This rule does not require the use of any technical standards.
Anyone is able to search the electronic form of all comments received into any of our dockets by the name of the individual submitting the comment (or signing the comment, if submitted on behalf of an association, business, labor union, etc.). You may review DOT's complete Privacy Act Statement in the
This rule is not subject to Executive Order 13045 because it is not “economically significant” as defined under Executive Order 12866, and does not concern an environmental, health, or safety risk that NHTSA has reason to believe may have a disproportionate effect on children.
NHTSA finds that prior notice and opportunity for comment are unnecessary under 5 U.S.C. 553(b)(3)(B) because this action does not impose any regulatory requirements. This rule merely revises the list of vehicles not originally manufactured to conform to the FMVSS that NHTSA has decided to be eligible for importation into the United States since the last list was published in September, 2010.
In addition, so that the list of vehicles for which import eligibility decisions have been made may be included in the next edition of 49 CFR parts 572 to 599, which is due for revision on October 1, 2011, good cause exists to dispense with the requirement in 5 U.S.C. 553(d) for the effective date of the rule to be delayed for at least 30 days following its publication.
Imports, Motor vehicle safety, Motor vehicles.
In consideration of the foregoing, Part 593 of Title 49 of the Code of Federal Regulations is amended as follows:
49 U.S.C. 322 and 30141(b); delegation of authority at 49 CFR 1.95.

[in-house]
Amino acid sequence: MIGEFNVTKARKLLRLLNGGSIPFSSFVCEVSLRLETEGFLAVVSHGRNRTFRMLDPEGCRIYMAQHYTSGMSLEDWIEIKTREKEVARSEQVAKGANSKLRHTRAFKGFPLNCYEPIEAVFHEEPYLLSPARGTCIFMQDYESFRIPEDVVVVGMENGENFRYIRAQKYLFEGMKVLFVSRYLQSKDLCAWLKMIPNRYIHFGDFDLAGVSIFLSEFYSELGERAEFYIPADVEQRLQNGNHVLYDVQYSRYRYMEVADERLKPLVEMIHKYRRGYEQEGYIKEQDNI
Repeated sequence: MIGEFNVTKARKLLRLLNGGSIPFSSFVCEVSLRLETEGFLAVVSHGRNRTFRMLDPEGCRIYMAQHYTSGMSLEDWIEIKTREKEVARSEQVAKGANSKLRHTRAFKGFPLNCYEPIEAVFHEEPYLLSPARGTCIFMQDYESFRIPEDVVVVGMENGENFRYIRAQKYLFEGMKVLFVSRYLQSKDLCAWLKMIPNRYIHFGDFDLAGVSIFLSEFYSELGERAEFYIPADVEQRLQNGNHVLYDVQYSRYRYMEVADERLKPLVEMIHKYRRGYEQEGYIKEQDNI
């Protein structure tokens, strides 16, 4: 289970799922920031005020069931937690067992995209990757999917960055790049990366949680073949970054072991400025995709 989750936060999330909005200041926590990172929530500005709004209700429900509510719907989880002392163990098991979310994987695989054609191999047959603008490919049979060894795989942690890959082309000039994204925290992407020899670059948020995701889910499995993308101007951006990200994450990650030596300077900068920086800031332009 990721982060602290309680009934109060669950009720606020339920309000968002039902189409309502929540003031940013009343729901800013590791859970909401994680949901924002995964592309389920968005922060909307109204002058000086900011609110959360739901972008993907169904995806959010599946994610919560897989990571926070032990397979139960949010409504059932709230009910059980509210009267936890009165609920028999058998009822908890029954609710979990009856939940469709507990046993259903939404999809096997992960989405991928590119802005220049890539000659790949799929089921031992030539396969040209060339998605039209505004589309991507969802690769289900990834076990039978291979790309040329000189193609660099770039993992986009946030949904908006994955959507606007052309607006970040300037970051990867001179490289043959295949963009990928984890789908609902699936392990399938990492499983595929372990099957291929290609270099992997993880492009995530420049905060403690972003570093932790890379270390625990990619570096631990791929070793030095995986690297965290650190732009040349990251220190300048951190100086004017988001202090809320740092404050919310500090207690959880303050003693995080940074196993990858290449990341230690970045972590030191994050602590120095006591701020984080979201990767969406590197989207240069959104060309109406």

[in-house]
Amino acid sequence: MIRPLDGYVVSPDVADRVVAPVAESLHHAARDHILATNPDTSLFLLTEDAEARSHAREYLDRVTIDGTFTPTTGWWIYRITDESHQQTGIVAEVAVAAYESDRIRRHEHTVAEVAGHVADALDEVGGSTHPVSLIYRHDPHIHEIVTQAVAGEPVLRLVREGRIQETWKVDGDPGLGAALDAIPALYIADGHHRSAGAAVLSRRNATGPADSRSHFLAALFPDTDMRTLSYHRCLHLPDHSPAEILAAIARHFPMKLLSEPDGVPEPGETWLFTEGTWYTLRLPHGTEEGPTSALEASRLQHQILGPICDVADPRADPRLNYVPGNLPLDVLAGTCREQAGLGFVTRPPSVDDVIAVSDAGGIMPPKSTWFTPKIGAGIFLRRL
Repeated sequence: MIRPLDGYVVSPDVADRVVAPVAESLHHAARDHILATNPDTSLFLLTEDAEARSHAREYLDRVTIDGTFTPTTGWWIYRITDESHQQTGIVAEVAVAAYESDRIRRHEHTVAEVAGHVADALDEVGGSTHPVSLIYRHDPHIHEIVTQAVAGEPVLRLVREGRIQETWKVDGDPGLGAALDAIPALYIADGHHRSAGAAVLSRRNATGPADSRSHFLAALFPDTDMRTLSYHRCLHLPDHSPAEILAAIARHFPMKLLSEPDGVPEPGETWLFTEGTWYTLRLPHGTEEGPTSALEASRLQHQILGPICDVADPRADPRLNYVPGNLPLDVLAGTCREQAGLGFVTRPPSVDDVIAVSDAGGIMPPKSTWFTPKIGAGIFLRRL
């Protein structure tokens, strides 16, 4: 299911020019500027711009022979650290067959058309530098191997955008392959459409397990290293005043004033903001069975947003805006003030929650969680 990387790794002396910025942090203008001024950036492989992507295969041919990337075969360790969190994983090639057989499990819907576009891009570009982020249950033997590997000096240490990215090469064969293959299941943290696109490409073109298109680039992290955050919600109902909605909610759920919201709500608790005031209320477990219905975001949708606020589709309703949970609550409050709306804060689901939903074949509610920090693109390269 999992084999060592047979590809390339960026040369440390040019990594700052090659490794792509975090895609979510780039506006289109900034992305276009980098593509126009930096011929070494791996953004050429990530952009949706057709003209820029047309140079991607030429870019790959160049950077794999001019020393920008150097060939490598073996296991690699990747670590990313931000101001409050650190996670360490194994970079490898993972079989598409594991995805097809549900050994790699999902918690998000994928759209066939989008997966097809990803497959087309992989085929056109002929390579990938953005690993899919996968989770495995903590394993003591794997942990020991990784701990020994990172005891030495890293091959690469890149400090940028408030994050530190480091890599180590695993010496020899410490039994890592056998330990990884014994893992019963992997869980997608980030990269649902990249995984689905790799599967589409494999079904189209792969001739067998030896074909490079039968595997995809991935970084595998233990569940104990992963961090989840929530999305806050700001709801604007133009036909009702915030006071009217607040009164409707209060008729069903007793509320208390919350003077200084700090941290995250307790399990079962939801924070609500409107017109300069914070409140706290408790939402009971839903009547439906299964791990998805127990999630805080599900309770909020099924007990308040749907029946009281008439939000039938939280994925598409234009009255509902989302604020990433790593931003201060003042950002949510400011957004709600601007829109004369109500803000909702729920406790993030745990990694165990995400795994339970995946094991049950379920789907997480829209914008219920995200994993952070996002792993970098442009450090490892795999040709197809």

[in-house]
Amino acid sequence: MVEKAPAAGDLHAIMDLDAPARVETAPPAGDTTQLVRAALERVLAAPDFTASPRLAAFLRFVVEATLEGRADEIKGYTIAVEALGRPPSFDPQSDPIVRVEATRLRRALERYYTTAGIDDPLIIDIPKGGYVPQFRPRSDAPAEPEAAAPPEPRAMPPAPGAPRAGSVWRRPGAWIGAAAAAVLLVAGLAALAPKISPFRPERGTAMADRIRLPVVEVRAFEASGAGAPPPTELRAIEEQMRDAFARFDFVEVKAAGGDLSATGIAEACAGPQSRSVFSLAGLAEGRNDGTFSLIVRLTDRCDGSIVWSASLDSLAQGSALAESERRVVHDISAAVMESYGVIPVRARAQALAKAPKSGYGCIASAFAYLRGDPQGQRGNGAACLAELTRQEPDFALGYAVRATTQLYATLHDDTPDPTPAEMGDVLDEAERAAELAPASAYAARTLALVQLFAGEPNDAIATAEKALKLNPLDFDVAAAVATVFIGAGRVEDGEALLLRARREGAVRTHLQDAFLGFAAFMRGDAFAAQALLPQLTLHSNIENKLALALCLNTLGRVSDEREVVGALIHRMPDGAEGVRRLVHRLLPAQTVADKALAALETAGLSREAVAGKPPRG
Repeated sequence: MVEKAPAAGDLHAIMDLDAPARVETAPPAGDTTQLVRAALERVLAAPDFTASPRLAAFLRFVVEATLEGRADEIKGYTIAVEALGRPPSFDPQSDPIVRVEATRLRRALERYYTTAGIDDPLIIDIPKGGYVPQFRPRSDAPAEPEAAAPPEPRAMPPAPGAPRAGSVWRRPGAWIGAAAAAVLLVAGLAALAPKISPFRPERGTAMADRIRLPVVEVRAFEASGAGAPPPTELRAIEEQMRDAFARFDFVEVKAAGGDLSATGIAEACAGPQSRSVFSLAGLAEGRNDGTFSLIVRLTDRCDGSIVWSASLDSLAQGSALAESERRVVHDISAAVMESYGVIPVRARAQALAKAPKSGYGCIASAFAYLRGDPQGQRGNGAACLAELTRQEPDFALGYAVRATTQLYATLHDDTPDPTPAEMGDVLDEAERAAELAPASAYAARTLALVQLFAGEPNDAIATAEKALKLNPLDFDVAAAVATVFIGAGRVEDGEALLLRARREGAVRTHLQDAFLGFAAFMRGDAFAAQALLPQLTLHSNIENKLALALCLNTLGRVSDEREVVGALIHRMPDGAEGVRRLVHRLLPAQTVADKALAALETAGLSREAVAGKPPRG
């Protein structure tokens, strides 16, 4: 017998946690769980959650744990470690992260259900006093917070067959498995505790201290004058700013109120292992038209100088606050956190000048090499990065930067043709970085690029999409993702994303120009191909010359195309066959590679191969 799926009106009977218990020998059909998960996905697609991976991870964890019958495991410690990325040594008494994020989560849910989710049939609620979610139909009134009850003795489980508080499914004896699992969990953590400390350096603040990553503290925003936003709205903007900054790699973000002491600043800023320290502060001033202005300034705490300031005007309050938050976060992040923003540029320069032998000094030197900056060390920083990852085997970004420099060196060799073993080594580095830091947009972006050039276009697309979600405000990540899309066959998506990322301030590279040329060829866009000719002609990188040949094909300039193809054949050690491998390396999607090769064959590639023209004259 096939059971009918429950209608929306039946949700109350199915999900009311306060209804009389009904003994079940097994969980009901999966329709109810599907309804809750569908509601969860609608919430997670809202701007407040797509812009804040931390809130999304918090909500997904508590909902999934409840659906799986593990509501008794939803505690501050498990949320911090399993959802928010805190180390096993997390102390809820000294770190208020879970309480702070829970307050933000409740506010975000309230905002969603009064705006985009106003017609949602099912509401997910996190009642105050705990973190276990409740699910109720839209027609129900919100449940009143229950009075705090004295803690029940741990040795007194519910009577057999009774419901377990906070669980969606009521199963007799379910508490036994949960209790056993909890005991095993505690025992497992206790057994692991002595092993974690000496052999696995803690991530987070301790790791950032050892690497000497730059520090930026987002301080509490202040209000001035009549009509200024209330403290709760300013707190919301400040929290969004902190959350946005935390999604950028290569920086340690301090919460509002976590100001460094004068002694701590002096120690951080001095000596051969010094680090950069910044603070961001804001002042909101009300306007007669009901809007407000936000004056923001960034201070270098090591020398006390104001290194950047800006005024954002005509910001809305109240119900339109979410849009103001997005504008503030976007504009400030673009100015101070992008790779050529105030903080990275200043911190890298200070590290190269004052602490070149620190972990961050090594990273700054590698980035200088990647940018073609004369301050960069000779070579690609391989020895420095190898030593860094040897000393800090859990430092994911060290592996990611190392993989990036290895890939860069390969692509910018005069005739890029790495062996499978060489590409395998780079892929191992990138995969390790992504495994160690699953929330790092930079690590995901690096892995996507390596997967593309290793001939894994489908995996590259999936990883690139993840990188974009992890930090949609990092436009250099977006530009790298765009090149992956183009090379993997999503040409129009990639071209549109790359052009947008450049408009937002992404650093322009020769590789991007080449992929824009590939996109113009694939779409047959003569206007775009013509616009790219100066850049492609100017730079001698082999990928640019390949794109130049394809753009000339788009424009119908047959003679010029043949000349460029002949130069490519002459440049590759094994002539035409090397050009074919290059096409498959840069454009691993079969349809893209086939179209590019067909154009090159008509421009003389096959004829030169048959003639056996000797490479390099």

(a) Each vehicle on the following list is preceded by a vehicle eligibility number. The importer of a vehicle admissible under any eligibility decision must enter that number on the HS-7 Declaration Form accompanying entry to indicate that the vehicle is eligible for importation.
(1) “VSA” eligibility numbers are assigned to all vehicles that are decided to be eligible for importation on the initiative of the Administrator under § 593.8.
(2) “VSP” eligibility numbers are assigned to vehicles that are decided to be eligible under § 593.7(f), based on a petition from a manufacturer or registered importer submitted under § 593.5(a)(1), which
(3) “VCP” eligibility numbers are assigned to vehicles that are decided to be eligible under § 593.7(f), based on a petition from a manufacturer or registered importer submitted under § 593.5(a)(2), which establishes that the vehicle has safety features that comply with, or are capable of being altered to comply with, all applicable FMVSS.
(b) Vehicles for which eligibility decisions have been made are listed alphabetically, first by make and then by model.
(c) All hyphens used in the Model Year column mean “through” (for example, “1989-1991” means “1989 through 1991”).
(d) The initials “MC” used in the Make column mean “Motorcycle.”
(e) The initials “SWB” used in the Model Type column mean “Short Wheel Base.”
(f) The initials “LWB” used in the Model Type column mean “Long Wheel Base.”
(g) For vehicles with a European country of origin, the term “Model Year” ordinarily means calendar year in which the vehicle was produced.
(h) All vehicles are left-hand-drive (LHD) vehicles unless noted as RHD. The initials “RHD” used in the Model Type column mean “Right-Hand-Drive.”